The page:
After “cleaning” Aubrey’s gear on rock climbs for over a year now, I was finally inspired to take a traditional lead climbing course myself. In traditional (aka “trad”) climbing the lead climber places removable protection in cracks in the rock to minimize the extent of a potential fall. Once the leader has climbed one rope length (aka “a pitch”), they set up an anchor and the follower removes (aka “cleans”) all the gear so that it is available for the next pitch, leaving the rock undamaged in the process.

Aubrey places a cam in Poison Ivy Crack near Leavenworth, WA.

With my new knowledge, Aubrey and I went out to Washington Pass to climb the famous Beckey Route on Liberty Bell, which Aubrey had led (and I followed) last fall. This time it was my turn to lead, and given the incredible forecast (sunny, hot, and not too windy) we came prepared to bivy on the summit. Since the leader typically takes a very small pack to make the climbing easier, and in particular since this was my first trad lead, Aubrey carried most of the weight. So I owe the existence of these pictures to Aubrey, who kindly agreed to carry my camera (just one lens) for me. We did leave all other unnecessary things behind, such as a second sleeping bag.

Aubrey hiding from the rising sun in our sleeping bag.

Liberty Bell was first ascended in 1946 by the climbing legend Fred Beckey. At the time, the North Cascades highway had not yet been built, requiring a 17 mile long approach, instead of today’s 2 miles. Furthermore, removable aluminum protection, climbing harnesses, and climbing shoes, had not yet been invented – that didn’t happen until the 1960’s and 70’s. Instead, alpinists such as Fred and his team relied on steel spikes that had to be hammered into the rock (pitons), ropes tied around the waist in lieu of harnesses, and bulky mountaineering boots. Even with all the technological advancements that make climbing easier and safer in modern times, it still feels like an accomplishment to get to the top! Nothing can match the revitalizing feeling of relaxing on the top of a mountain in the warmth of the setting sun (even if it’s not actually all that warm).

Click image for larger view!

Alpine Climbing, Liberty Bell, Washington Cascades

Alpine Bliss
Aubrey enjoys the summit views at sunset after climbing to the summit of Liberty Bell via the Beckey Route, near Washington Pass in Washington’s North Cascades. This is what alpine climbing is all about!

The Tech: Canon 5D2, 16-35mm mkII, tripod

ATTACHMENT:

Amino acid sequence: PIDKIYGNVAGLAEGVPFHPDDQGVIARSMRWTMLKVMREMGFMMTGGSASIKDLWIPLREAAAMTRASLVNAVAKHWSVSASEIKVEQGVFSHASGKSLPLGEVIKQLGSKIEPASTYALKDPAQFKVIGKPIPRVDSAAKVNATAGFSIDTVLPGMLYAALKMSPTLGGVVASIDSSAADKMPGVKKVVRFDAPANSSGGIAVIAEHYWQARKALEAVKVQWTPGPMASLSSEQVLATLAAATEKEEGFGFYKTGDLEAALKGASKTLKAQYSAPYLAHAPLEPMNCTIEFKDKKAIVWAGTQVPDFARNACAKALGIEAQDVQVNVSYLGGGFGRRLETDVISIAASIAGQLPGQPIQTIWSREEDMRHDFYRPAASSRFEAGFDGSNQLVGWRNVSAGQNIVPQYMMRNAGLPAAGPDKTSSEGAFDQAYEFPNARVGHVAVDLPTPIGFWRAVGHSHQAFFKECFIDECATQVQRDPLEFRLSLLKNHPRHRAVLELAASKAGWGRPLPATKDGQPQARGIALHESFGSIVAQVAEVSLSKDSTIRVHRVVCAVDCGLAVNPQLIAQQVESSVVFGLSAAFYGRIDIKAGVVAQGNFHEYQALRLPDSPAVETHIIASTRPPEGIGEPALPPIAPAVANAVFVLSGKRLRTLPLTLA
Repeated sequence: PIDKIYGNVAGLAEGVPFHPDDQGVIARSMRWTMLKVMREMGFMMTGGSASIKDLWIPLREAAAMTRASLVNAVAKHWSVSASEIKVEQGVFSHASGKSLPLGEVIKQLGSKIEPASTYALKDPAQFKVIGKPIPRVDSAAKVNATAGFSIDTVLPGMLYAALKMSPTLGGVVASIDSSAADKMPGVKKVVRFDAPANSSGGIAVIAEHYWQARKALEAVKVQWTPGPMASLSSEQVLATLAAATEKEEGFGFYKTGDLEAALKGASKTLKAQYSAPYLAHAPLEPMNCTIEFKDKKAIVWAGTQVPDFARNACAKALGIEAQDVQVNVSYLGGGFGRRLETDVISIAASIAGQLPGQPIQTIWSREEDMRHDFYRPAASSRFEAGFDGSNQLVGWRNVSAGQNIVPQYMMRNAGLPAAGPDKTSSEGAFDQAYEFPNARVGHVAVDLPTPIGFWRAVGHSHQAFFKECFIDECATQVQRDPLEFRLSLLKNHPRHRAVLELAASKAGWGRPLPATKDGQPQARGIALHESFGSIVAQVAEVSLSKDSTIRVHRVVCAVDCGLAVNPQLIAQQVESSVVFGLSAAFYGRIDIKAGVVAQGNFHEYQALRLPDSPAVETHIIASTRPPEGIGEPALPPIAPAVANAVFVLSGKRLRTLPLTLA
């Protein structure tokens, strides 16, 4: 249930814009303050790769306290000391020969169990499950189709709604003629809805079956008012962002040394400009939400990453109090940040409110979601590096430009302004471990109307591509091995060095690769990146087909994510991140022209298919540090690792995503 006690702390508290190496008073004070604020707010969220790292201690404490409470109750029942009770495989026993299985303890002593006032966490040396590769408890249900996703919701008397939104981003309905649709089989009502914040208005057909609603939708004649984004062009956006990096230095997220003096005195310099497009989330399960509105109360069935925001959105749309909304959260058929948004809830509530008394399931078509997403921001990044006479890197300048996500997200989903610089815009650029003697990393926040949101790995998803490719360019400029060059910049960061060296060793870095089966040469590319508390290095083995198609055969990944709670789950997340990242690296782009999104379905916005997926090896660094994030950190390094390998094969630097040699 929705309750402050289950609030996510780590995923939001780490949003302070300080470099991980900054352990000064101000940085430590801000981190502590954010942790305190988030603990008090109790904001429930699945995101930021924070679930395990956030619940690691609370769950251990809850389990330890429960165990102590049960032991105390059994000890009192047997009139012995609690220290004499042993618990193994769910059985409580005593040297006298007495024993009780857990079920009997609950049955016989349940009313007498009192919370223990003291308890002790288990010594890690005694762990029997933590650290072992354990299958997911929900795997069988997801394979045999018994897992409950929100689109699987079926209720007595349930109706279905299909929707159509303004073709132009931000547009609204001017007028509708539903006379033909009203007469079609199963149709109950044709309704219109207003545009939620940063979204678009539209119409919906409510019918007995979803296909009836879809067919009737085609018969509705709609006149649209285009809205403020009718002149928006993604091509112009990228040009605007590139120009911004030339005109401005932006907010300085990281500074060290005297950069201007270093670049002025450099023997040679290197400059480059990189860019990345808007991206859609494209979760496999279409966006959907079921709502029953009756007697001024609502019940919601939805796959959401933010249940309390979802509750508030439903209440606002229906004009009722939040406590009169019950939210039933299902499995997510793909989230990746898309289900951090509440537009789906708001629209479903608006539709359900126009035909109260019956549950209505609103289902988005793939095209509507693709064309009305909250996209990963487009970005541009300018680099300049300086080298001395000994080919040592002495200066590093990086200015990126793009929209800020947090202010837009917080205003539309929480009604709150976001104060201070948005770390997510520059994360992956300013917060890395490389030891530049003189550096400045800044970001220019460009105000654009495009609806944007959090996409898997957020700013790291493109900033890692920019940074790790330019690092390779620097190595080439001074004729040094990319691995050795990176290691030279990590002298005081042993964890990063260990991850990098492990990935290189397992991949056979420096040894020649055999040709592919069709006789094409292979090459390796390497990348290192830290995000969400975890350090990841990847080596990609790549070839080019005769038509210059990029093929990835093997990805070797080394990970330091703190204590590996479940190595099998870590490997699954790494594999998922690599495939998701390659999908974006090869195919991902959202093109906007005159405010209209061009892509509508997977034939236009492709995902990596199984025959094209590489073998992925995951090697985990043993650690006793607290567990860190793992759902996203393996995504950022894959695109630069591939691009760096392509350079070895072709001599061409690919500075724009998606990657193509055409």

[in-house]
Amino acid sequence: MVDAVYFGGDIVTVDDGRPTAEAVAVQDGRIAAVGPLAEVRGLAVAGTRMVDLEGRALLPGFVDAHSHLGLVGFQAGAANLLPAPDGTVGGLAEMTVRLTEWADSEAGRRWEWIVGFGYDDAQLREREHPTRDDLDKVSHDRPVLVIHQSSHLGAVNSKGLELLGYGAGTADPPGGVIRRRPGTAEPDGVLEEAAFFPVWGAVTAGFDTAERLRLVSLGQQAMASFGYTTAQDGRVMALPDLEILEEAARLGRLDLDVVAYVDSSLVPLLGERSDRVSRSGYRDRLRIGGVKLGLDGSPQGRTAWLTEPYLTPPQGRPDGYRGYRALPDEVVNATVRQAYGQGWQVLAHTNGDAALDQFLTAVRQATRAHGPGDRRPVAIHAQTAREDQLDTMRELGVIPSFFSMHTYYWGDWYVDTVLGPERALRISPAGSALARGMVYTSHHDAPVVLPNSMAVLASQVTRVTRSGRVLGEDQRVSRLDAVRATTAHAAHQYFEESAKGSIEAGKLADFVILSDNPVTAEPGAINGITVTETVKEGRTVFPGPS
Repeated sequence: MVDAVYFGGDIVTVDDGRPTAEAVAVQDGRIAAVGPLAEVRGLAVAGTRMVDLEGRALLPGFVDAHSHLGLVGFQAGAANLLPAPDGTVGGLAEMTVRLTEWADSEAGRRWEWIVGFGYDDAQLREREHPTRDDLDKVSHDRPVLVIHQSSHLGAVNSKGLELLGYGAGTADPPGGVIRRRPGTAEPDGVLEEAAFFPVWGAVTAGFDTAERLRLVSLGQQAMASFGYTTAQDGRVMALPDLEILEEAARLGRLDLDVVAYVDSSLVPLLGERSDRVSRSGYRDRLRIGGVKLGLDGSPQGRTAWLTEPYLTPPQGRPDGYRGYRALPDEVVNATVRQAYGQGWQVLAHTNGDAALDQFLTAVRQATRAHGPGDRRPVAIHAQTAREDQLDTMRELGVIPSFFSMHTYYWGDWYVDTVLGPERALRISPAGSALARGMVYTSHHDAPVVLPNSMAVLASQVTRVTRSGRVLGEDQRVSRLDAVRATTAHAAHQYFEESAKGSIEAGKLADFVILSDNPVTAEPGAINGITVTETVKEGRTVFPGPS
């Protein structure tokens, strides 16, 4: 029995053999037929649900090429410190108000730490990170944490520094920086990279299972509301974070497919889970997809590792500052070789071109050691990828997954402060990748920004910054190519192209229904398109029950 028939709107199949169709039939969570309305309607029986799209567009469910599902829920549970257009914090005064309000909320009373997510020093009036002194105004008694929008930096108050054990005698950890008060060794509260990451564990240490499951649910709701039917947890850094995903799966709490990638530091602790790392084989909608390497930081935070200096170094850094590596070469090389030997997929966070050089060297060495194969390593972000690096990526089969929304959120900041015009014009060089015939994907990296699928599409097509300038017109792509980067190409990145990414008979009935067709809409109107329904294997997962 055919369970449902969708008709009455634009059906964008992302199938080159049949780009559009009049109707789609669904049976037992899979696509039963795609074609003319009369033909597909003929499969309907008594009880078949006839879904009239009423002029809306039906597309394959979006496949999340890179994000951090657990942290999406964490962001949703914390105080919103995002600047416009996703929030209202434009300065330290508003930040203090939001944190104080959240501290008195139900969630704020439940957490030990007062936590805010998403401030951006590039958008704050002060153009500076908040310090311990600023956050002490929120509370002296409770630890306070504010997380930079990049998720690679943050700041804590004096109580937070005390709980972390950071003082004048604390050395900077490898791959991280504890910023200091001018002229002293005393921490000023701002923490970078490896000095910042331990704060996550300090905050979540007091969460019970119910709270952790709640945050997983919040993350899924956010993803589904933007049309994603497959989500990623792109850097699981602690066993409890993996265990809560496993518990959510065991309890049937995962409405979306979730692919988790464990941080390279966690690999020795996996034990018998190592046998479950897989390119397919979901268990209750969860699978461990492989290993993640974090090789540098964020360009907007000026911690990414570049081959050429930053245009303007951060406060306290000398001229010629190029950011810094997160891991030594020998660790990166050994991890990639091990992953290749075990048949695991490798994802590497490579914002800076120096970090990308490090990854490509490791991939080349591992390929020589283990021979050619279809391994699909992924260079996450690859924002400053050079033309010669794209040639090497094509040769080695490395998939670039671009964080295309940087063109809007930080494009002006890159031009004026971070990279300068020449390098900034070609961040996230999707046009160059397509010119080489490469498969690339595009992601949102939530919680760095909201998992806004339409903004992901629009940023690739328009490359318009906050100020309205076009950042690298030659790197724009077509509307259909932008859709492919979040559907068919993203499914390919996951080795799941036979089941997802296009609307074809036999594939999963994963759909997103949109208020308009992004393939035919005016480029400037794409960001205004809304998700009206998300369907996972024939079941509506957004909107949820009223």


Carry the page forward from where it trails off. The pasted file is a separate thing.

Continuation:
Exposure: iso 100, f/16, 1/15th sec

Traditional climbing opens up the world for exploration, as it makes it possible to climb many mountains safely (if done correctly, of course). It is a truly liberating experience to be able to leave the media obsessed world behind like that. Although it is pure coincidence, we couldn’t have picked a more appropriately named mountain – Liberty Bell – to celebrate this freedom. Nor could I have chosen a more appropriate day to share these images with you all – I hope all my American readers have a wonderful 4th of July! Go out and celebrate your freedoms – I recommend doing so outside!

Click image for larger view!

Liberty Bell, Cascades, Washington

Liberty in Wildness : Prints Available
The immense cascade range at sunset, as seen from the summit of Liberty Bell, in Washington’s North Cascades.

The Tech: Canon 5D2, 16-35mm mkII, tripod
Exposure: iso 100, f/16, 0.3 and 1/15th sec
Notes: 2 exposures blended for dynamic range, and one more to remove some of the lens flare. Small section of highway 20 cloned out.

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5 Comments to “Liberty – Alpine Bliss in the North Cascades”

  1. Mike Pillows says:

    Floris… love your post and big thanks on our 4th. I learn so much from your adventures in both words and pics. I feel your firefly set was very creative and telling of our natural world… small wonder big impact.


  2. Congrats, Floris, on your first lead in what looks like a gorgeous place. But how’d you and Aubrey get back down?!!

  3. Thanks Mike and Colleen!

    Colleen – after some scrambling and two easy rappels and we were back on relatively solid ground!

  4. Kathleen says:

    Nice job, Floris (and Aubrey)!! Love your adventures and blogs!

  5. Absolutely stunning images! I need to make it to the cascades at some point. My favorite part would have to be the mountains in the right-hand background in #2… So dramatic!